Policy Initiatives for Addressing the Family Stability Divide

In light of Brad Wilcox’s recent remarks about public policy and the family stability divide, it’s worth revisiting the 2011 Brookings policy brief he co-authored with Andrew Cherlin, author of The Marriage-Go-Round. In it, Cherlin and Wilcox outline an ambitious, and expensive, domestic policy agenda designed to strengthen family stability among low- and moderately-skilled Americans, including:

1. Though the labor market position of low-skilled workers has steadily deteriorated, Cherlin and Wilcox observe that there appears to be demand for middle-skill jobs, i.e., jobs that entail non-routine tasks and that demand some specialized postsecondary education training beyond a high school diploma, but not necessarily a four-year college degree. Drawing on the apparent success of the Career Academies initiative in improving earnings and family stability for those who took part, they propose a broader effort to increase training for middle-skill jobs.

2. They propose eliminating or at least reducing the marriage penalty in the EITC. The most straightforward way to do this would be to tie the EITC to individuals rather than households. They also suggest making the EITC more generous for childless workers.

3. Recognizing the sharp decline in marriage among the moderately-educated, Cherlin and Wilcox propose a social marketing campaign designed to “underline the ways in which children benefit from having parents who are not only married to one another but also actively working on maintaining a healthy, highquality relationship,” building on the success of social marketing campaigns against smoking and drunk driving. 

4. Cherlin and Wilcox back an expansion of the child tax credit to $3,000, and they also favor making it fully refundable. Over a ten-year time horizon, the making the current CTC ($1,000) fully refundable would cost $110 billion relative to current law. I hope to find out more about how much the Cherlin and Wilcox proposal would cost, and how it might impact work incentives. If nothing else, an expansion of this magnitude would presumably reduce reliance on various other transfer programs.

(It is worth noting that expansion Cherlin and Wilcox have in mind is quite different from the recent proposal from Utah Sen. Mike Lee, which creates a new child tax credit designed to offset income and payroll taxes while retaining the existing child tax credit. It would be more generous to households with little or no payroll tax liability. The Tax Policy Center recently observed that while 43 percent of tax units have no federal income tax liability, only 14.4 percent have no payroll tax liability, and most of this latter group consists of elderly individuals (9.7 percent of all tax units). Of course, Lee’s new child tax credit does less for households with very low levels of payroll tax liability (e.g., those paying less than $2,500 in payroll taxes) than for those with somewhat higher levels of payroll tax liability. Lee’s credit doesn’t phase-out for high-earners. The CRFB reports that eliminating the phase-out for the current child tax credit would cost $110 billion over ten years relative to current law and current policy. But the benefits for high-income individuals are curbed under Lee’s tax reform by the lower threshold for the top marginal tax rate (35 percent) and the elimination or reform of various tax expenditures that primarily benefit high-earners.)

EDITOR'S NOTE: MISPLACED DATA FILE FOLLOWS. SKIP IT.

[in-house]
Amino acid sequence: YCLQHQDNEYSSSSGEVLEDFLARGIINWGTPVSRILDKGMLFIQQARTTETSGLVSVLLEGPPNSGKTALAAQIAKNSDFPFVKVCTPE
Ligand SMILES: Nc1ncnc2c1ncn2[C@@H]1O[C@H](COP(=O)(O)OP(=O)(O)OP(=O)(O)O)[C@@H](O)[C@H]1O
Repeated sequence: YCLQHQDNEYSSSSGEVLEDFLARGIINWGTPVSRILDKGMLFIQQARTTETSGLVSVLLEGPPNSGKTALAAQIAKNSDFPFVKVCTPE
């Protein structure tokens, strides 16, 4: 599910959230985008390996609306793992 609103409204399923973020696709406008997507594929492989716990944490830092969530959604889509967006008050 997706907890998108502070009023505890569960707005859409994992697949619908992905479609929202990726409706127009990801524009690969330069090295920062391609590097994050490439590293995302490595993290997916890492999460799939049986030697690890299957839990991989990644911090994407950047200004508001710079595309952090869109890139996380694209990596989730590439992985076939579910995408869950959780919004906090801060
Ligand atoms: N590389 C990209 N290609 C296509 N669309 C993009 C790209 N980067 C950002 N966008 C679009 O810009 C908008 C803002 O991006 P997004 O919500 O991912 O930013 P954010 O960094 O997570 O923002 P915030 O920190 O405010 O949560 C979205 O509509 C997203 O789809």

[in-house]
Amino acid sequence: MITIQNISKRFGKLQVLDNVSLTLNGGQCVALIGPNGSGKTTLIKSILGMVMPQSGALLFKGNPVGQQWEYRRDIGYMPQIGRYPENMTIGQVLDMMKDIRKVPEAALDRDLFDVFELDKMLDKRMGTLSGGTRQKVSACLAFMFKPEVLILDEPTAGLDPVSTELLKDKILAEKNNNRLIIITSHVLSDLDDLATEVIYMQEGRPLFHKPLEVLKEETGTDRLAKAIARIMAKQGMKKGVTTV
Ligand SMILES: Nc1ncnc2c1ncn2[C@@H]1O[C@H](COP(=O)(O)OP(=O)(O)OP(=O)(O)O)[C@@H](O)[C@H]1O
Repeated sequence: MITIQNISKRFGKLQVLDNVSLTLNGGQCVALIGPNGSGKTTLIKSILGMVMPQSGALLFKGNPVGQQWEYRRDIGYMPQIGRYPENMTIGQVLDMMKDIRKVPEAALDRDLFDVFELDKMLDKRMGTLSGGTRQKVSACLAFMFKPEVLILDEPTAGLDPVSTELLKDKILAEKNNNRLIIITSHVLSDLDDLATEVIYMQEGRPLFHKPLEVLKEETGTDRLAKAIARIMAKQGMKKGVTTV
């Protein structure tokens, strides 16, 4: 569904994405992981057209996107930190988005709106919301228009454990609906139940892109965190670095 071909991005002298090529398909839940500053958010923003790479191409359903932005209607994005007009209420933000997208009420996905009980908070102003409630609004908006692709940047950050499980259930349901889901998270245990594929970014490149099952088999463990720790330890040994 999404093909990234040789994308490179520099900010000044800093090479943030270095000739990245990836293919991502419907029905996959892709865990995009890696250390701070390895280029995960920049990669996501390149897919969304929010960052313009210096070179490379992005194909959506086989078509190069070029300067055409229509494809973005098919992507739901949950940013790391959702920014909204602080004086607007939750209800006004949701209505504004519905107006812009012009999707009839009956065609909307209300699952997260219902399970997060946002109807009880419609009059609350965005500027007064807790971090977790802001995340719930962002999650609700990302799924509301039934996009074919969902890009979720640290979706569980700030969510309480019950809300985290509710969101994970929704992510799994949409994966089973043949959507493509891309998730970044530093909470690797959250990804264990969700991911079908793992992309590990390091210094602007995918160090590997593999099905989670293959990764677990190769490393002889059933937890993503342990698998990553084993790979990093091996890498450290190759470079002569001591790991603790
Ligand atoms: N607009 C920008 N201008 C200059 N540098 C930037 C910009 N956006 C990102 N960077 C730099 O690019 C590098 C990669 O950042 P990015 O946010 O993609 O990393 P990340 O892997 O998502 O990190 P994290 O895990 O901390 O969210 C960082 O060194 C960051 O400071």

5. Cherlin and Wilcox also favor increased spending on preschool.

6. And finally, and most intriguingly, Cherlin and Wilcox tentatively advance the idea of reforming divorce laws, a step that would presumably be very controversial:

Among the options that states should experiment with are the following: mandatory one-year waiting periods for couples with children, divorce education that alerts couples with children to the risks that divorce poses to their children, optional programs for couples who express an interest in reconciliation, and legal reforms that would allow judges to factor in breaches of the marital contract in making determinations about child custody and property division. None of these reforms would eliminate divorce as an option for troubled couples or spouses, nor should they. Instead, they would slow down the process of dissolution, provide an off-ramp for couples interested in reconciling, and invest the marriage contract with more weight than it currently enjoys.

This reminds me of Cherlin’s observation that the relative advantage of marriage over cohabitation is that it provides more “enforceable trust” — raising the cost of marriage might increase its perceived value as a source of stability. Another possibility, however, is that marriage will seem more daunting, and thus less attractive. 

Reihan Salam — Reihan Salam is executive editor of National Review and a National Review Institute policy fellow.

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